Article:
The outer roof edge, both along eaves and gable ends, will require two-by blocking to be installed. You can add any trim to this you wish to meet your design preferences. At the eaves, some people choose full-return horizontal soffits with ornate fascia trim, while others choose simple sloped soffits, nailed directly to the panel overhang.

Is exterior siding applied directly to the panel skin?
Felt paper or other drainage material should be used between the panels and siding. An air barrier such as Tyvek™ or Typar™ may be used, but it is not required. In most situations, especially such as with wide board-and-batten siding, wood strapping should be attached to the wall first, then the siding secured to the strapping.

How should siding be applied?
Horizontal siding is nailed directly to the panel wall passing through the air and moisture drainage systems. Keep nails at least 6" from splines to avoid rippling of the siding. With shingles, you may nail into strapping without worry. With vertical board-and-batten siding, horizontal strapping is recommended. Use 6d galvanized or stainless steel nails for clapboards and 8d galvanized or stainless steel nails for board-and-batten.

Are windows and doors difficult to install?
No. Windows and doors are very easy to install in a Winter Panel home. Units are set into the rough openings (which were built into the shell) and shimmed to level, as per instructions provided by the window and door manufacturers. Then the perimeters are sealed with low-expanding foam sealant, resulting in an extremely energy-efficient installation. Care must be used when foaming around windows and doors so as not to swell the casings.

How are interior walls installed?
Interior partition walls are generally constructed of 2x4s and sheathed with drywall as in conventional frame construction. Where an interior partition wall meets an exterior wall, the edge stud is nailed or screwed into the OSB skin of the panel.

How do you run wiring in panels?
There are a number of options for running electrical wiring in a Winter Panel home. Horizontal wiring runs are usually carried in the basement, with short upward extensions for outlets made in the Structurewall panels. Some electricians push the wire through the foam core of the panel, while others make a vertical rout through the inner OSB skin from the outlet down to the floor level and push the wire in before drywall is installed. Other options include surface-mounted wiring and wiring concealed in a baseboard raceway. Winter Panel has a technical sheet available on wiring details.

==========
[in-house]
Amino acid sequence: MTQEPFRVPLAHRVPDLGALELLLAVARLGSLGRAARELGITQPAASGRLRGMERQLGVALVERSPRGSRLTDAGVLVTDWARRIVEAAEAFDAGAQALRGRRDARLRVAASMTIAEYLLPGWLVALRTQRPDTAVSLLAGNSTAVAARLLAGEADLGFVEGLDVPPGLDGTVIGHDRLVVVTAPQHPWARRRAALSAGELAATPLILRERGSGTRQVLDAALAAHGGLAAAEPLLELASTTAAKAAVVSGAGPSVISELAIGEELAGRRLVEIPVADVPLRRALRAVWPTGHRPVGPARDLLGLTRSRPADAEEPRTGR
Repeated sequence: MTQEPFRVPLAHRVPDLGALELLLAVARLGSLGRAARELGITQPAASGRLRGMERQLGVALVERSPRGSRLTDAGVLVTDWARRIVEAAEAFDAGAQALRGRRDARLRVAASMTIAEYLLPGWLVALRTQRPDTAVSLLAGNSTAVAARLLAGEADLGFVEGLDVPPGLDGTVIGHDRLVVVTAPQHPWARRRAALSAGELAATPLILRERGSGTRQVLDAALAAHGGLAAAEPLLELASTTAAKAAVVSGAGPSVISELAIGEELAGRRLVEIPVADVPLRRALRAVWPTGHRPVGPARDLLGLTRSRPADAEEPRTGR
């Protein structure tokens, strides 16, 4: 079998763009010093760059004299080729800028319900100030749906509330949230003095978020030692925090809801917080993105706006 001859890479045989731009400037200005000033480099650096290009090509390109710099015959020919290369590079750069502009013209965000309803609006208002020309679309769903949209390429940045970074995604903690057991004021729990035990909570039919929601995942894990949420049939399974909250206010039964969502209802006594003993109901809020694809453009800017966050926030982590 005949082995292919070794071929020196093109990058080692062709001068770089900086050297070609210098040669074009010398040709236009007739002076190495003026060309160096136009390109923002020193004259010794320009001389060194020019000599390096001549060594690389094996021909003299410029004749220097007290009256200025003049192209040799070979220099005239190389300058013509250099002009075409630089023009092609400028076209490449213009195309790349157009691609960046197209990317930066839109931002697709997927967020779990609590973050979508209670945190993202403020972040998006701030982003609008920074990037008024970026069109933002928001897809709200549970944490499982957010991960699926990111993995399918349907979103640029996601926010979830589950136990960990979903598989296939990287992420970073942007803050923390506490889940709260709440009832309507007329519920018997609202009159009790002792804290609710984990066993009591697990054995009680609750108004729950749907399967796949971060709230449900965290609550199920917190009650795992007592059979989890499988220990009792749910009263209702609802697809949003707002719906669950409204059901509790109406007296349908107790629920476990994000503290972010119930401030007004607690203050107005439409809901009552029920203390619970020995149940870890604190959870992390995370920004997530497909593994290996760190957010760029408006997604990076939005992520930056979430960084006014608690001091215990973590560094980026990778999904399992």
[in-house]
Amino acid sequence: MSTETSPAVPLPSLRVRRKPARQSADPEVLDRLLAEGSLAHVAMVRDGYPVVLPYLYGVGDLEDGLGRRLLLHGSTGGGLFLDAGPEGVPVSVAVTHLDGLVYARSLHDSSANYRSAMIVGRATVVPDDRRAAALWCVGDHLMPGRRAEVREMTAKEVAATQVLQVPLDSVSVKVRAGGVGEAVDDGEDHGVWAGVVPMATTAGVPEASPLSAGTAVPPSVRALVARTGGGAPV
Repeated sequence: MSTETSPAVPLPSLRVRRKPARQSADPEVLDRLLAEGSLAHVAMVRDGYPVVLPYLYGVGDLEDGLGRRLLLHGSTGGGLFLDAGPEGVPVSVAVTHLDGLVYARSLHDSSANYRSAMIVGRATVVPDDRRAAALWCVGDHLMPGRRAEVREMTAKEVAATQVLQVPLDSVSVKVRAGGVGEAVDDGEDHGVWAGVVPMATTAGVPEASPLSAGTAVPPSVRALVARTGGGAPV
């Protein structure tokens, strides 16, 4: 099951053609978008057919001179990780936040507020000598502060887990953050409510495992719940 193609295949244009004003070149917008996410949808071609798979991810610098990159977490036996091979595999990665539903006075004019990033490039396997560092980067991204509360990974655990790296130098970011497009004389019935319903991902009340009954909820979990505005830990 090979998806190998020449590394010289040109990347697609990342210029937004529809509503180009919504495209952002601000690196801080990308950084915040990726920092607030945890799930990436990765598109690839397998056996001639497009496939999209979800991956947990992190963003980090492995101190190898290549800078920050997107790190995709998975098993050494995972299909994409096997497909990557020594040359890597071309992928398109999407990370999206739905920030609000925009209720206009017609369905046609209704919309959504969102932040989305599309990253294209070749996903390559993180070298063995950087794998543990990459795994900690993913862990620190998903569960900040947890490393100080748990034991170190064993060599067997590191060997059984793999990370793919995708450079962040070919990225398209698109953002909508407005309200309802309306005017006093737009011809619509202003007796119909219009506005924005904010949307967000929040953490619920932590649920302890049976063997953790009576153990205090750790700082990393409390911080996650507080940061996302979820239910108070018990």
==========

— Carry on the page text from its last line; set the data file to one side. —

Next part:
How are electrical boxes attached to panels?
The boxes are cut into the wall and either nailed to splines or secured to the OSB or drywall with "Madison" straps.

How do you run plumbing in a Winter Panel Home?
There will be almost no differences between plumbing a Winter Panel home and plumbing a conventionally framed house. Plumbing runs should be kept in interior (conventionally framed) partition walls or in specially constructed plumbing chases.

How are walls finished in a Winter Panel Home?
Walls are usually finished with drywall on the interior face. On SIPs walls, drywall is installed directly over the OSB surface of panels, applied either vertically or horizontally. Some builders use construction adhesive in applying drywall to the panels, enabling them to use fewer fasteners. On interior partition walls (which are framed conventionally), drywall is installed in a standard manner, nailing or screwing drywall to the studs. With cathedral ceilings, some builders prefer to substitute Winter Panel Pineclad™ panels, which have an interior facing of T&G pine.

How are kitchen cabinets installed?
Kitchen cabinets are very easy to install in Winter Panel homes. Along exterior walls, cabinets are screwed directly into the OSB skin of the panels. Because a single layer of OSB is not as thick as a stud, you should use a few more fasteners. Screws are recommended for cabinet attachment. For the strongest attachment, cabinets should be secured directly to the OSB before drywall is installed but it is possible to mount the cabinets to walls after drywall has been installed. On interior (non-SIPs) walls cabinets are installed conventionally by screwing or bolting them into studs.

What is the best type of heating system for a Winter Panel SIPs home?
Any type of heating system can be used. Talk to your heating contractor or general contractor for recommendations.

Can I heat with wood?
Absolutely. Many people living in Winter Panel SIPs homes are able to provide all their heat with just one to two cords of firewood per year! With wood heat, a source of outside combustion air is recommended.

Do I need to worry about insects with Winter Panel SIPs?
On occasion, carpenter ants will take up residence in the Structurewall™ panels of a Winter Panel Home. To protect your house from possible ant infestations, Winter Panel recommends that you have your house protected by a certified pest control professional both during construction and periodically thereafter.

For additional information on Winter Panel prepackaged or custom house designs and details on shell erection and finishing contact the company or visit us on the Web at

Winter Panel

74 Glen Orne Drive
Brattleboro, VT 05301
(802) 254-3435 • Fax: (802) 254-4999
Copyright © 1999-2009. All rights reserved.


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Winter Panel Logo
74 Glen Orne Drive, Brattleboro, VT 05301
800-882-9490 • (802) 254-3435
Fax: (802) 254-4999